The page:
Duty to the Crown

by Rebecca Cohen

Duty to the Crown - Rebecca Cohen - The Crofton Chronicles
Editions:Kindle - Third Edition: $ 3.99
ISBN: B07ZQQDPPX
Pages: 211

Sequel to The Actor and the Earl
The Crofton Chronicles: Book Two

 

Sebastian Hewel will endure many things to maintain his role of Bronwyn, the wife of Anthony Redbourn, Earl of Crofton, so he and Anthony can be together. But when Queen Elizabeth demands a favour of Anthony, Sebastian’s world is in danger of being fractured beyond repair.

The Queen requests Anthony to seduce Lady Marie Valois, the beautiful daughter of a French noble, to discover the whereabouts of her father, who is wanted by the King of France. There is no way Anthony can refuse the Queen, but Sebastian having to watch his lover pretend to court another is more painful than he thought. However, when Lady Marie takes a fancy to Sebastian when he is dressed as himself at Crofton Hall, Sebastian find his roles reversed and a green-eyed Anthony to contend with.

Things go from bad to worse with the arrival of Lady Marie’s brother, Lord Nicholas Valois, who is not happy that his sister has been linked to a man like Anthony. But when Valois’s head is turned by Lady Bronwyn and her acerbic wit, Sebastian has to survive the attentions of both siblings. And a very jealous Earl of Crofton.

Third edition – previous editions published by Dreamspinner Press. Re-edited for publication.

This book is on:
  • 5 To Be Read lists
  • 2 Read lists
Excerpt:

Sebastian Hewel watched with amusement as Anthony Redbourn, Earl of Crofton, tried to escape the clutches of Lady Tenmor, a widow with a fondness for men several years her junior. From his position to the side of the room, he had seen Anthony politely try to excuse himself several times, but she either didn’t understand his subtle pretext or didn’t want to. A servant offered Sebastian a goblet of wine, which he accepted, and despite enjoying watching Anthony’s discomfort he wondered if he should go to Anthony’s rescue or wait to see if one of the earl’s many friends at court would be his salvation.

READ MORE

They’d been at Richmond Palace for the afternoon. Queen Elizabeth, although in residence, had not left the privy chamber, but had treated her guests to a spectacular display of birds of prey on the grounds. Guests were now waiting for the evening banquet to begin, and Sebastian couldn’t wait to sit down. An afternoon of standing in the heat of summer, coupled with the layers of Lady Crofton’s dress, had left him light-headed, and he was worried he was in danger of fainting. He tried to gain some relief with his fan, but playing Bronwyn, the wife of Lord Crofton, lent him few ways of relieving himself of the heat. And on several occasions he’d had to stop himself from scratching under his periwig in case he dislodged it, or swiping at his brow lest he smeared his ceruse, the white paint even more uncomfortable than usual. At least the others at court also appeared to be suffering, but unfortunately not enough to stop them from gossiping.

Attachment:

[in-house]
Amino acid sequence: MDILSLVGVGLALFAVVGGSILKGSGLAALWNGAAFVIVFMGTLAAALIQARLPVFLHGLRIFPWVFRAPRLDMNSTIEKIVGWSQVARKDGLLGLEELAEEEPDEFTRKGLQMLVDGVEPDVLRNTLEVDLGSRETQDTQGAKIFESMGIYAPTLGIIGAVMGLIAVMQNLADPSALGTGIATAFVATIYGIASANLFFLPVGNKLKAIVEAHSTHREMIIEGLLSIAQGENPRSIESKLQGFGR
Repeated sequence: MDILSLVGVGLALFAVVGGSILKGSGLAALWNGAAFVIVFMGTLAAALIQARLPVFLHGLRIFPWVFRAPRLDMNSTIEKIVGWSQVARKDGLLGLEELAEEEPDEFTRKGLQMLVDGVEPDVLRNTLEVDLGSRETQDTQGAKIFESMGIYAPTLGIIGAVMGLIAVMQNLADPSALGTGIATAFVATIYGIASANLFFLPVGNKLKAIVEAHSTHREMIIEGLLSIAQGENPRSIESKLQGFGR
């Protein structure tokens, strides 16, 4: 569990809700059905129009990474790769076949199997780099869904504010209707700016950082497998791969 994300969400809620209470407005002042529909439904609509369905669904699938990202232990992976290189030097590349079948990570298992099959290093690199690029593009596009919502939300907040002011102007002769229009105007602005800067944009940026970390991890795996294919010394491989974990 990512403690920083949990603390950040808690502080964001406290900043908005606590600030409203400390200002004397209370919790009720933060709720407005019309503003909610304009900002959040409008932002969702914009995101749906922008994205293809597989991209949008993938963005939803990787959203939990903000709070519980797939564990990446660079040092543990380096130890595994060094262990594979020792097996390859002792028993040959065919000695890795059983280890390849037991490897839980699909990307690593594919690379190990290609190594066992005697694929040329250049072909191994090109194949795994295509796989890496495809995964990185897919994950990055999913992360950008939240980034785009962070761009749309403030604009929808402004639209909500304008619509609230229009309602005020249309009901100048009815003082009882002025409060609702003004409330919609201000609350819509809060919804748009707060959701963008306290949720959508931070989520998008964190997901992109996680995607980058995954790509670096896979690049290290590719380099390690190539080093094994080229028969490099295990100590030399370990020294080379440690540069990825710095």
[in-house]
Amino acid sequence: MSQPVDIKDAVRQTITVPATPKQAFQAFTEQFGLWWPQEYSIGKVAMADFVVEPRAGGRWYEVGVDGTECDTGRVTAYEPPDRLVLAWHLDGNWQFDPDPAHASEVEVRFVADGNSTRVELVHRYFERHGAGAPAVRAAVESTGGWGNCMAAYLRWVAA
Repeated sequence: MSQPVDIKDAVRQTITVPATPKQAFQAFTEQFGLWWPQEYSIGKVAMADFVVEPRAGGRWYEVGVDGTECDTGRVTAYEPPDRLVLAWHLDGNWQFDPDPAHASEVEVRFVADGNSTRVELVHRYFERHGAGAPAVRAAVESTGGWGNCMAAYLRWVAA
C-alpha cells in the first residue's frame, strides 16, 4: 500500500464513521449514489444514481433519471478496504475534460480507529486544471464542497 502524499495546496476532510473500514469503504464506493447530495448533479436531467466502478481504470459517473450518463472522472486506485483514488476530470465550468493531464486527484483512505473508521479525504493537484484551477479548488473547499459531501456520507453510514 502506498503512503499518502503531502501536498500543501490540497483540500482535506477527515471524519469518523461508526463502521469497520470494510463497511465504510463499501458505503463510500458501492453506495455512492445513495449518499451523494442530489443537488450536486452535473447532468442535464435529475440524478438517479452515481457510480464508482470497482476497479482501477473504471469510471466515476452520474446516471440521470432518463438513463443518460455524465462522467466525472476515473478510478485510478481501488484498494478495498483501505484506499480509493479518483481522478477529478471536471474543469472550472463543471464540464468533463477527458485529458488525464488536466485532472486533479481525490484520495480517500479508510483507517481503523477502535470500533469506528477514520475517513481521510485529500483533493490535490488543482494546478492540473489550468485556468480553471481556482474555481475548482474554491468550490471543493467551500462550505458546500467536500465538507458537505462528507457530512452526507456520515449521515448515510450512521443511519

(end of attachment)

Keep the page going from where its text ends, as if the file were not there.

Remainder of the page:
Two women behind him were whispering about the latest scandal concerning the Duke of Norfolk and a married Italian countess, but spotting Sebastian, they changed their topic.

“I wonder what it is about her?”

“It can’t be her face. I’ve seen prettier horses.”

Sebastian turned to face them. They were two of the commonplace, over-painted women who floated around court with little better to do than hold inane conversations about the current fashions or spread malicious rumours. Usually he’d let the empty-headed chitchat wash over him, but whether it was the heat or the fact he was tired after a late night with Anthony, his patience had worn dangerously thin and he was in no mood to let it pass. “Perhaps if you spent less time talking about me and more time devoted to the needs of your husbands, you’d know how to keep a man interested.”

Sebastian didn’t wait for an answer—their scandalized expressions were reward enough. He strode away, wearing a smug smile as he came to stand by the open door to a terrace, a vantage point that still allowed him to keep an eye on Anthony, and offered a pleasant breeze. Anthony, dressed in a new golden doublet, was a striking sight, and Sebastian was happy to admit he would willingly pass the time watching his lover. The picture Anthony painted as he made another valiant attempt to remove Lady Tenmor’s hand from his arm without causing offence was as entertaining as Anthony was attractive.

“Lady Crofton?”

Sebastian turned his attention away from Anthony to see who had addressed him. He didn’t know the woman’s name but recognised her from a previous visit to court. He’d at first considered her one of the ilk more likely to whisper behind his back than talk to his face. She had sharp features, but while not classically pretty, he thought she was beautiful with expressive blue-green eyes, and, he noticed, she also appeared troubled by the heat.

“Yes,” he at last answered. “I’m afraid you have me at a disadvantage.”

“Lady Abigail Foster,” she said, waving her fan. “I thought I’d introduce myself, since you seem to be all alone.”

“I’m waiting for my lord.” He nodded in Anthony’s direction.

“Ah, yes, Lord Crofton.” Lady Foster laughed. “How things have changed. You really are a miracle worker. It wouldn’t have been that long ago Anthony would’ve been encouraging the dowager duchess rather than fending her off.”

Sebastian didn’t think he’d ever become accustomed to how some members of the nobility spoke their mind, as if their opinion was not only wanted but actively sought.